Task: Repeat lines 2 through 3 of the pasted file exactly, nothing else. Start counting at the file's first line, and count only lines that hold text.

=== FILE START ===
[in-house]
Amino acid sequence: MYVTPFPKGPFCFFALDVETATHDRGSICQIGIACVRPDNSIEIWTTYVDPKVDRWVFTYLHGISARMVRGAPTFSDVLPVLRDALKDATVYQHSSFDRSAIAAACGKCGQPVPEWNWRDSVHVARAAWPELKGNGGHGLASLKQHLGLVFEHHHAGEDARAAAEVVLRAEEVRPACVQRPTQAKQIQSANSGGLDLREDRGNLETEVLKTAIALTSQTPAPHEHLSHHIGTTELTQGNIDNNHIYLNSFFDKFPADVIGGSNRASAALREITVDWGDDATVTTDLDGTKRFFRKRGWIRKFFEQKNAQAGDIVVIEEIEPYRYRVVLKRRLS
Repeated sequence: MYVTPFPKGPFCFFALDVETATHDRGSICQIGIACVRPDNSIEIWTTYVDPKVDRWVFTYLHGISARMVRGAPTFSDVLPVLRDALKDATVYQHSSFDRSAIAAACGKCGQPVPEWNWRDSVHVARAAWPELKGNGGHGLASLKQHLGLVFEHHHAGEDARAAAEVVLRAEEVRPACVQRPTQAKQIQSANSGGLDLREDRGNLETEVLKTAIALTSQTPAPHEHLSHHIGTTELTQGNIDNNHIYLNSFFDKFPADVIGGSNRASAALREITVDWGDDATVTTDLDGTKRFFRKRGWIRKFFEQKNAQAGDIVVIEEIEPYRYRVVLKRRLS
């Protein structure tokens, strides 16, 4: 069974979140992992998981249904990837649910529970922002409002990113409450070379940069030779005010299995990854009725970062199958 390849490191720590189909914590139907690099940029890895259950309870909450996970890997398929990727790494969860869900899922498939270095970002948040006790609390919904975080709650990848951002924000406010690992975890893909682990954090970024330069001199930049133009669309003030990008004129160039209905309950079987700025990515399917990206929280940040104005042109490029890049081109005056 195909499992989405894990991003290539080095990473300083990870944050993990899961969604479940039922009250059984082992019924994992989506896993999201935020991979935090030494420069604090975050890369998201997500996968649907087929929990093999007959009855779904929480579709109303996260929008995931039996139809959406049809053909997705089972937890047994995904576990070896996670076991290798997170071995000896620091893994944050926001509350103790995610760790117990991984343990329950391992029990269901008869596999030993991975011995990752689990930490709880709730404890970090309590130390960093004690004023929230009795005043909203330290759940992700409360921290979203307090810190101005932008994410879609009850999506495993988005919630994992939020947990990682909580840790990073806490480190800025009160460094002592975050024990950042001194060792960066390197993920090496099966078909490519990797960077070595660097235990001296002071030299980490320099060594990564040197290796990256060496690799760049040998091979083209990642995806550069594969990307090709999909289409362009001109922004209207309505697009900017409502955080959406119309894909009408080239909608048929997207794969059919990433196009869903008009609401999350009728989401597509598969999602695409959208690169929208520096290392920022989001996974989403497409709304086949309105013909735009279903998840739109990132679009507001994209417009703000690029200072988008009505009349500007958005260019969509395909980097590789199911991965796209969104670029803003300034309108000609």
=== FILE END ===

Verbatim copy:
Amino acid sequence: MYVTPFPKGPFCFFALDVETATHDRGSICQIGIACVRPDNSIEIWTTYVDPKVDRWVFTYLHGISARMVRGAPTFSDVLPVLRDALKDATVYQHSSFDRSAIAAACGKCGQPVPEWNWRDSVHVARAAWPELKGNGGHGLASLKQHLGLVFEHHHAGEDARAAAEVVLRAEEVRPACVQRPTQAKQIQSANSGGLDLREDRGNLETEVLKTAIALTSQTPAPHEHLSHHIGTTELTQGNIDNNHIYLNSFFDKFPADVIGGSNRASAALREITVDWGDDATVTTDLDGTKRFFRKRGWIRKFFEQKNAQAGDIVVIEEIEPYRYRVVLKRRLS
Repeated sequence: MYVTPFPKGPFCFFALDVETATHDRGSICQIGIACVRPDNSIEIWTTYVDPKVDRWVFTYLHGISARMVRGAPTFSDVLPVLRDALKDATVYQHSSFDRSAIAAACGKCGQPVPEWNWRDSVHVARAAWPELKGNGGHGLASLKQHLGLVFEHHHAGEDARAAAEVVLRAEEVRPACVQRPTQAKQIQSANSGGLDLREDRGNLETEVLKTAIALTSQTPAPHEHLSHHIGTTELTQGNIDNNHIYLNSFFDKFPADVIGGSNRASAALREITVDWGDDATVTTDLDGTKRFFRKRGWIRKFFEQKNAQAGDIVVIEEIEPYRYRVVLKRRLS